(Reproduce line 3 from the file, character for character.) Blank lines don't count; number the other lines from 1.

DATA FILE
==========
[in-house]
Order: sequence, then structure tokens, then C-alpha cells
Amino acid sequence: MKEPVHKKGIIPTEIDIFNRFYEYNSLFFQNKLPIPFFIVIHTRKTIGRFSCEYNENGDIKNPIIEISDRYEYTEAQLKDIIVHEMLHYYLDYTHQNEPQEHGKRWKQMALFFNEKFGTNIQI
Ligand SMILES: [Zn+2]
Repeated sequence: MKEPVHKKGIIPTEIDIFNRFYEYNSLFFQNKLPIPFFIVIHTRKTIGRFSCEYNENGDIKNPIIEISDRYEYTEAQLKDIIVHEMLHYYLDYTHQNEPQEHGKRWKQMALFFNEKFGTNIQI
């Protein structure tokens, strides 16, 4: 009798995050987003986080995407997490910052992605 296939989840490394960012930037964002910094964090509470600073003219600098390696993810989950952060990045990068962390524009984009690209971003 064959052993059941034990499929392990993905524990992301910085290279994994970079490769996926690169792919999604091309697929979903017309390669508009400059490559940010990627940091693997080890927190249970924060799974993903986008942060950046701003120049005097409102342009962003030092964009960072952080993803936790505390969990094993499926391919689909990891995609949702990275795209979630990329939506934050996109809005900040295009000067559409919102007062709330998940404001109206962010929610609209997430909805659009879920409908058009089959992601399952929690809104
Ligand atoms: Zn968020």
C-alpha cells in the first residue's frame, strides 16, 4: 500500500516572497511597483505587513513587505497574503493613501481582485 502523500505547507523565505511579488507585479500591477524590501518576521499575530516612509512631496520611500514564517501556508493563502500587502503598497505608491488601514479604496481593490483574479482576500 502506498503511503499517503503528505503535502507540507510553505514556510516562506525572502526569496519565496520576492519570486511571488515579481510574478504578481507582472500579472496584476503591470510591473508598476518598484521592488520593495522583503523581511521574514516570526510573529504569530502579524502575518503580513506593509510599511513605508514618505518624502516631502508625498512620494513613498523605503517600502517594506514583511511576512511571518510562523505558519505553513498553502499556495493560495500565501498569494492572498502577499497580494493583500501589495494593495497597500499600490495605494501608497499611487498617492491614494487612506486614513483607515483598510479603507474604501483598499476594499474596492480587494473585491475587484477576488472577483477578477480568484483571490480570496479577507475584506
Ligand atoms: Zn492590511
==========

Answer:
Amino acid sequence: MKEPVHKKGIIPTEIDIFNRFYEYNSLFFQNKLPIPFFIVIHTRKTIGRFSCEYNENGDIKNPIIEISDRYEYTEAQLKDIIVHEMLHYYLDYTHQNEPQEHGKRWKQMALFFNEKFGTNIQI